Investments – a new view

The GEO redefines the term “investment” and, as a consequence, the investor. Law 332/2001 refers only to direct investments that have a significant economic impact, while the GEO enlarges the applicability of the term “investment” by eliminating the requirement that it be “significant”. While Law 332/2001 was applicable only to investments greater than US$1 million, the GEO removes the US$1 million threshold and is applicable to all investments falling under its scope.

The GEO deems the following activities to be investments:

a) Acquiring tangible and intangible assets in order to create a new undertaking; the expansion of an existing undertaking; the fundamental improvement and diversification of the production of goods; acquiring fixed assets by an independent investor that are directly linked to an undertaking that is liquidated or would have been liquidated without the above mentioned acquisition activity;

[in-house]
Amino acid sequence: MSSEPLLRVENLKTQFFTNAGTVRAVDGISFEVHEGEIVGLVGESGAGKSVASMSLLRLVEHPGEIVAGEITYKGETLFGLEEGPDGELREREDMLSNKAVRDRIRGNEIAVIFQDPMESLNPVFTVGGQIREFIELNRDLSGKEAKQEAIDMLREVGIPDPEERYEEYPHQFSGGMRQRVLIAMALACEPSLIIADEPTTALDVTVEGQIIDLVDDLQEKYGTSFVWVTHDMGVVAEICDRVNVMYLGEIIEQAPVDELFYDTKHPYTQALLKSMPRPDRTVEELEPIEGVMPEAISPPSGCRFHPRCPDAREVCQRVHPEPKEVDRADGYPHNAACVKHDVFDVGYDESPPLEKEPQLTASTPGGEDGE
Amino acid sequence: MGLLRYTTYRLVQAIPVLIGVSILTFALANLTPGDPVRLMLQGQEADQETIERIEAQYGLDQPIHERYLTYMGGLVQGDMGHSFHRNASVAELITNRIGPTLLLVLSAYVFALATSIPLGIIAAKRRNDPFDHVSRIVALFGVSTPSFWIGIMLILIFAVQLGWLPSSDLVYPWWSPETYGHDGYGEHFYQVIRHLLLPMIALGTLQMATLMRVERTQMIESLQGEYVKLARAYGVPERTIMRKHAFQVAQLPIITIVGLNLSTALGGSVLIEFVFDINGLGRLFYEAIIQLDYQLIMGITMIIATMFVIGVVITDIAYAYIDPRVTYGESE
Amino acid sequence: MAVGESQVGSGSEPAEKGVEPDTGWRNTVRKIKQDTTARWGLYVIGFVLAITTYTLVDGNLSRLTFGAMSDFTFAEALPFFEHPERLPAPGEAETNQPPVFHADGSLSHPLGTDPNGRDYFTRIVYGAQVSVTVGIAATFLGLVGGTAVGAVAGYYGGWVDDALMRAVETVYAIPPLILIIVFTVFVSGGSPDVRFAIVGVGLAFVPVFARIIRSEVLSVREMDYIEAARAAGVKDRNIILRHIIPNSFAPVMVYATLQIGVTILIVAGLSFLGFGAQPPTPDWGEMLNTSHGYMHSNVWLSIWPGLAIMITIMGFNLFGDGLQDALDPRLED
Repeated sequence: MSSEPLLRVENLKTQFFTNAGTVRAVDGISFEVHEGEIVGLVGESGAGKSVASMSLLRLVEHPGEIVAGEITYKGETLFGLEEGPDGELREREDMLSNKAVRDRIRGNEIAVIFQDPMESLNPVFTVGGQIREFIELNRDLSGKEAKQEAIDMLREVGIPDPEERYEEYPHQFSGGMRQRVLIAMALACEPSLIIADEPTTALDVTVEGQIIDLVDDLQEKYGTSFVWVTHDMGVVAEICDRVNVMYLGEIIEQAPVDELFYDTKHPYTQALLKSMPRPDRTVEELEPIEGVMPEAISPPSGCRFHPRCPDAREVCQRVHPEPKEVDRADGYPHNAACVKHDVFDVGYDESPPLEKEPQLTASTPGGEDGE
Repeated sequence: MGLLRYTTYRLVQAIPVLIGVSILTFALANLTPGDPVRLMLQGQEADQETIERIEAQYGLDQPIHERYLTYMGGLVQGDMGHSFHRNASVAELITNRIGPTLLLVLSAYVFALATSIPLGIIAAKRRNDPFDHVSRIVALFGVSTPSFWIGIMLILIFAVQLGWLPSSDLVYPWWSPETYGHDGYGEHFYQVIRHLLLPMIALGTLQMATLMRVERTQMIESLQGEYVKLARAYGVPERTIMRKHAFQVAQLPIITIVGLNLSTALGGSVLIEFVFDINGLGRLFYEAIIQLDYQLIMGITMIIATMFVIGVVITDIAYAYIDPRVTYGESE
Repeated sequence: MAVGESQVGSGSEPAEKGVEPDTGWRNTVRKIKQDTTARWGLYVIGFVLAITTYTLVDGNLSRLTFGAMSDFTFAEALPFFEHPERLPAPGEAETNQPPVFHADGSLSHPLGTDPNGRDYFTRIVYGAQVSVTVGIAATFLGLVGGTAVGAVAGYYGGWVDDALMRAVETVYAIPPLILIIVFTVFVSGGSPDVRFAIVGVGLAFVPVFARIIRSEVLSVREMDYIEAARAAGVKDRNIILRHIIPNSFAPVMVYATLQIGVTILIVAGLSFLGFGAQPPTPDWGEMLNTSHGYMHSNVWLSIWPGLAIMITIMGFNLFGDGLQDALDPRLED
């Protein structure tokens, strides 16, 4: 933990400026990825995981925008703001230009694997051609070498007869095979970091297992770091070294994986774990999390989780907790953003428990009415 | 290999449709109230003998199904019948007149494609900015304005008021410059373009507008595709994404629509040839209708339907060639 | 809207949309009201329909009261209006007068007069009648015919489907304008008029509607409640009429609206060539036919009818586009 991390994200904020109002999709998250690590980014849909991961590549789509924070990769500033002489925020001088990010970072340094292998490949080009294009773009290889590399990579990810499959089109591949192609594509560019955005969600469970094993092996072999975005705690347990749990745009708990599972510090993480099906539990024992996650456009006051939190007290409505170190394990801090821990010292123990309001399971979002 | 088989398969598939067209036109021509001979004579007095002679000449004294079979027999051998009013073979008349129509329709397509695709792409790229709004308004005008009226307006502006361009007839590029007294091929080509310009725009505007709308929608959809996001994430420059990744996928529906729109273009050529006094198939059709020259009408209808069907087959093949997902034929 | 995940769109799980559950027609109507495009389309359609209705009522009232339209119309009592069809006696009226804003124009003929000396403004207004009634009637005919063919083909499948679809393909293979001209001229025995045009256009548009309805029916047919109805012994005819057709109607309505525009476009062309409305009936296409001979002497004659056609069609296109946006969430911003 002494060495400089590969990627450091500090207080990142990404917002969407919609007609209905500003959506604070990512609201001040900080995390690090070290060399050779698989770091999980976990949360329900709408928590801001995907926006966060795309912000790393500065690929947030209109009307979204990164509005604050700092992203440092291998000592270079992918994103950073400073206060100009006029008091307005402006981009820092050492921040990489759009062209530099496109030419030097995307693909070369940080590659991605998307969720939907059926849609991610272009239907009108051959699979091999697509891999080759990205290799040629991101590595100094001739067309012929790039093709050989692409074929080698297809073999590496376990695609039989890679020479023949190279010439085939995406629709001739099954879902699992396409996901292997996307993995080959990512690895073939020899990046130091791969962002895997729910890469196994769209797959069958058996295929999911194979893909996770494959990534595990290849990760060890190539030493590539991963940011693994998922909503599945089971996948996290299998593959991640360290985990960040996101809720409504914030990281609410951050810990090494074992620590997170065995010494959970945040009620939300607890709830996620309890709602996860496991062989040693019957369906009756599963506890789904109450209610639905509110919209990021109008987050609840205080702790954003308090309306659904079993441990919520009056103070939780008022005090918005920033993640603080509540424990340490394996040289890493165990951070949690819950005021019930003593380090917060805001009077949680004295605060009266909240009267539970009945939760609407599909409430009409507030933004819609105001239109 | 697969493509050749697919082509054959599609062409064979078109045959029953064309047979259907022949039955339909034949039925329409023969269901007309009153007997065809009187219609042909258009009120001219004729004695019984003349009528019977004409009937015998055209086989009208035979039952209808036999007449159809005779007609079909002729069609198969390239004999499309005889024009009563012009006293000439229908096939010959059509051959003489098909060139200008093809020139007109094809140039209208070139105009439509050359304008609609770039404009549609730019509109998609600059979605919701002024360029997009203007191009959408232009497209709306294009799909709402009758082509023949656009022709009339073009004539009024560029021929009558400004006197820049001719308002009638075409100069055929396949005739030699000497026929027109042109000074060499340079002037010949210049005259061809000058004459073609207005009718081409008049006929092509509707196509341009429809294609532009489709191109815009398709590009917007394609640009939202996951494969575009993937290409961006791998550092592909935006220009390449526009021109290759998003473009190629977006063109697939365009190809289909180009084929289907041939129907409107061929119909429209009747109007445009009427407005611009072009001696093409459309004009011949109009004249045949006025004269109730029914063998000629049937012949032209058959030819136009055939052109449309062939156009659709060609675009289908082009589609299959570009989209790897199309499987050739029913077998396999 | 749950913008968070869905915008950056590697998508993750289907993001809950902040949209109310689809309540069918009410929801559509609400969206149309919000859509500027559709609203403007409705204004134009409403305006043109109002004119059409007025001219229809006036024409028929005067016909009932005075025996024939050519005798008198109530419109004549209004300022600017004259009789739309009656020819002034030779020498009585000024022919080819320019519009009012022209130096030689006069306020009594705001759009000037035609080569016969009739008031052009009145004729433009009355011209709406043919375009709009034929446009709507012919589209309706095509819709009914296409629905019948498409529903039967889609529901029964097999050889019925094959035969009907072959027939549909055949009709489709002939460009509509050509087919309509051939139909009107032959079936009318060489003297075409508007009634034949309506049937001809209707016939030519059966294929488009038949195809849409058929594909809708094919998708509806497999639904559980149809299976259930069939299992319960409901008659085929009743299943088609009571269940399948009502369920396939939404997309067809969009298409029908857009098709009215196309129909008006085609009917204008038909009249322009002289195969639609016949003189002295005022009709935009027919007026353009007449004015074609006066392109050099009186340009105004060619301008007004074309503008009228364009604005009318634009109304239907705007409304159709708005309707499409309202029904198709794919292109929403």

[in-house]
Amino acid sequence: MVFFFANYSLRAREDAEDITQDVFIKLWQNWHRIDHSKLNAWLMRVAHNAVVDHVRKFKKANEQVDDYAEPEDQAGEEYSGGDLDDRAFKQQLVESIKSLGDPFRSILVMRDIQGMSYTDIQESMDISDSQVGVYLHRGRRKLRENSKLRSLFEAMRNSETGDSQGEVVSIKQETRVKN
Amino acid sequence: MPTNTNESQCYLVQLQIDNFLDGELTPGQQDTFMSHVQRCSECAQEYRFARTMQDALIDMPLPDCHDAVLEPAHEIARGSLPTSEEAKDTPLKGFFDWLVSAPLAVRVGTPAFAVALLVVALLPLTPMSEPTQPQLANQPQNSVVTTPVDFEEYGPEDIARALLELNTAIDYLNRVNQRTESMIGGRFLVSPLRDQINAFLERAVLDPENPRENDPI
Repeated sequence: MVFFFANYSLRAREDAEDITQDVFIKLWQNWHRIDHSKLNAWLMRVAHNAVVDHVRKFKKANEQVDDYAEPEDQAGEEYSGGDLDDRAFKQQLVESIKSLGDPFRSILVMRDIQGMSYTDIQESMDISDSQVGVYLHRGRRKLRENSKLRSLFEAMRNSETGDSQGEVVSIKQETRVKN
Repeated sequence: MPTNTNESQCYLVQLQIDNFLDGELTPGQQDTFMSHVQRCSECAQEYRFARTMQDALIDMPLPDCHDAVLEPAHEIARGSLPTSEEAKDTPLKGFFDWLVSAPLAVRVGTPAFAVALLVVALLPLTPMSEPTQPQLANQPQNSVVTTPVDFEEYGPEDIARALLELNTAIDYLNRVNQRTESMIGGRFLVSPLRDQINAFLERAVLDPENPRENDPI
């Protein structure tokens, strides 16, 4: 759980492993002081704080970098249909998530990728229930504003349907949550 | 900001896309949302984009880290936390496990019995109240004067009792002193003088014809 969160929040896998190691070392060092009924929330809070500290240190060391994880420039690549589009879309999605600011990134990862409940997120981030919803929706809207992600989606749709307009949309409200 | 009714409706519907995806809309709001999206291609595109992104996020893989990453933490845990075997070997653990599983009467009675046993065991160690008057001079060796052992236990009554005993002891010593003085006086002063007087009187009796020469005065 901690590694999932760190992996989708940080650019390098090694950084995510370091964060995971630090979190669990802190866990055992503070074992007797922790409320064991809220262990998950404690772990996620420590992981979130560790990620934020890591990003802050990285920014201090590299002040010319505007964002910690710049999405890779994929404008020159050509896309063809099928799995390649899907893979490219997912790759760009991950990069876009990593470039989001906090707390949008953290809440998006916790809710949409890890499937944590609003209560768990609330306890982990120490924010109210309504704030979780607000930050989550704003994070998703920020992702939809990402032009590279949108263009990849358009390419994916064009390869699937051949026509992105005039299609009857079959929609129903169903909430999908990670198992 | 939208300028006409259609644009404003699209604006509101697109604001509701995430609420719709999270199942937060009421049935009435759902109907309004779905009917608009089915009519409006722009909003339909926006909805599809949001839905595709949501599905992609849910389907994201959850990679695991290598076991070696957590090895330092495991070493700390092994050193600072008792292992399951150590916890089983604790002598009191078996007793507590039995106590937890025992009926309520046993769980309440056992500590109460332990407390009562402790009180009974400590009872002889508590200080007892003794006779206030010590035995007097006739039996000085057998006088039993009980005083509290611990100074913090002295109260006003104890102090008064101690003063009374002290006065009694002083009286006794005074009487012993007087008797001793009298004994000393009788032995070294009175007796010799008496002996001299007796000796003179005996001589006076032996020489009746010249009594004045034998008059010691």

b) The initiation of research and development projects and innovation;

c) The creation of new jobs and/or perfecting the skills of employees;

d) The initiation of renewable energy, environmental protection and sustainable development projects.

Noteworthy is that applicable investments includes the expansion of research, development and innovation, seeking thereby to create the resources for the Romanian economy’s further growth.

Incentives - redefined